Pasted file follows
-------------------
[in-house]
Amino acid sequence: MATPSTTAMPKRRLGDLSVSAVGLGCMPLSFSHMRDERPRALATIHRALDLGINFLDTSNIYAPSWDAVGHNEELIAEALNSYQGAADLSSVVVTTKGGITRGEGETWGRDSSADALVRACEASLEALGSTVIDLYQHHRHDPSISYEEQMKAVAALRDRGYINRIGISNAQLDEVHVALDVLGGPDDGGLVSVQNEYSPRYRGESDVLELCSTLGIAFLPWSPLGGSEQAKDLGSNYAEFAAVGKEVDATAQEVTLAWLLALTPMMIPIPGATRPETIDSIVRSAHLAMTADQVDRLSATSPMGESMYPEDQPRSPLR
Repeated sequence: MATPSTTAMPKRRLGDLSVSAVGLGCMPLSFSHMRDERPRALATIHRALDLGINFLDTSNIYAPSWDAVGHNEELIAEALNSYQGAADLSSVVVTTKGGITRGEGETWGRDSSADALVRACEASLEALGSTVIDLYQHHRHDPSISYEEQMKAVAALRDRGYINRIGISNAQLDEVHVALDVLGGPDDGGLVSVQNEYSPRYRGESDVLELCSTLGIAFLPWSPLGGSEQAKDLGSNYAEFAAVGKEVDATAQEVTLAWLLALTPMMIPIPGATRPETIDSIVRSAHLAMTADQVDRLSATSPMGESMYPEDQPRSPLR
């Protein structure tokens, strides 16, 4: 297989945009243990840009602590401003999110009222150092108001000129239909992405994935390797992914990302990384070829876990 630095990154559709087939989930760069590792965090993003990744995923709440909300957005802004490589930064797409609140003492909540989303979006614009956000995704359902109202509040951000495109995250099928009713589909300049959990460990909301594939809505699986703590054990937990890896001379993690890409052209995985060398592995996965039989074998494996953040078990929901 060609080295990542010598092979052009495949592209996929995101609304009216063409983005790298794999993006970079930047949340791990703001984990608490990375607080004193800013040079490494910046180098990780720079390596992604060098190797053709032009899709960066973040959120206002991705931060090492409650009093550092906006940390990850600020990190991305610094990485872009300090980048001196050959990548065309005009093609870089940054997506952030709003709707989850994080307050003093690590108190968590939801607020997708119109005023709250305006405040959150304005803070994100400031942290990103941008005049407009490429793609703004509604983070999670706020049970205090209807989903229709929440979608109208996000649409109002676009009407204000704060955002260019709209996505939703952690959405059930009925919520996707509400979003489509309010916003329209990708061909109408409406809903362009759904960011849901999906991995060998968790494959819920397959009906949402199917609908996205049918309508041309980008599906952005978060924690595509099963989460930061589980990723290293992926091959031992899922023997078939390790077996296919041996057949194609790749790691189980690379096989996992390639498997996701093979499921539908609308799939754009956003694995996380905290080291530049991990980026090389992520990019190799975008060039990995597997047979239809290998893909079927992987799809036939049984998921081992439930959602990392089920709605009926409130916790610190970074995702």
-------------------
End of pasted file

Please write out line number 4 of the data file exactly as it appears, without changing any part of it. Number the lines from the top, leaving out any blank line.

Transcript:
């Protein structure tokens, strides 16, 4: 297989945009243990840009602590401003999110009222150092108001000129239909992405994935390797992914990302990384070829876990 630095990154559709087939989930760069590792965090993003990744995923709440909300957005802004490589930064797409609140003492909540989303979006614009956000995704359902109202509040951000495109995250099928009713589909300049959990460990909301594939809505699986703590054990937990890896001379993690890409052209995985060398592995996965039989074998494996953040078990929901 060609080295990542010598092979052009495949592209996929995101609304009216063409983005790298794999993006970079930047949340791990703001984990608490990375607080004193800013040079490494910046180098990780720079390596992604060098190797053709032009899709960066973040959120206002991705931060090492409650009093550092906006940390990850600020990190991305610094990485872009300090980048001196050959990548065309005009093609870089940054997506952030709003709707989850994080307050003093690590108190968590939801607020997708119109005023709250305006405040959150304005803070994100400031942290990103941008005049407009490429793609703004509604983070999670706020049970205090209807989903229709929440979608109208996000649409109002676009009407204000704060955002260019709209996505939703952690959405059930009925919520996707509400979003489509309010916003329209990708061909109408409406809903362009759904960011849901999906991995060998968790494959819920397959009906949402199917609908996205049918309508041309980008599906952005978060924690595509099963989460930061589980990723290293992926091959031992899922023997078939390790077996296919041996057949194609790749790691189980690379096989996992390639498997996701093979499921539908609308799939754009956003694995996380905290080291530049991990980026090389992520990019190799975008060039990995597997047979239809290998893909079927992987799809036939049984998921081992439930959602990392089920709605009926409130916790610190970074995702």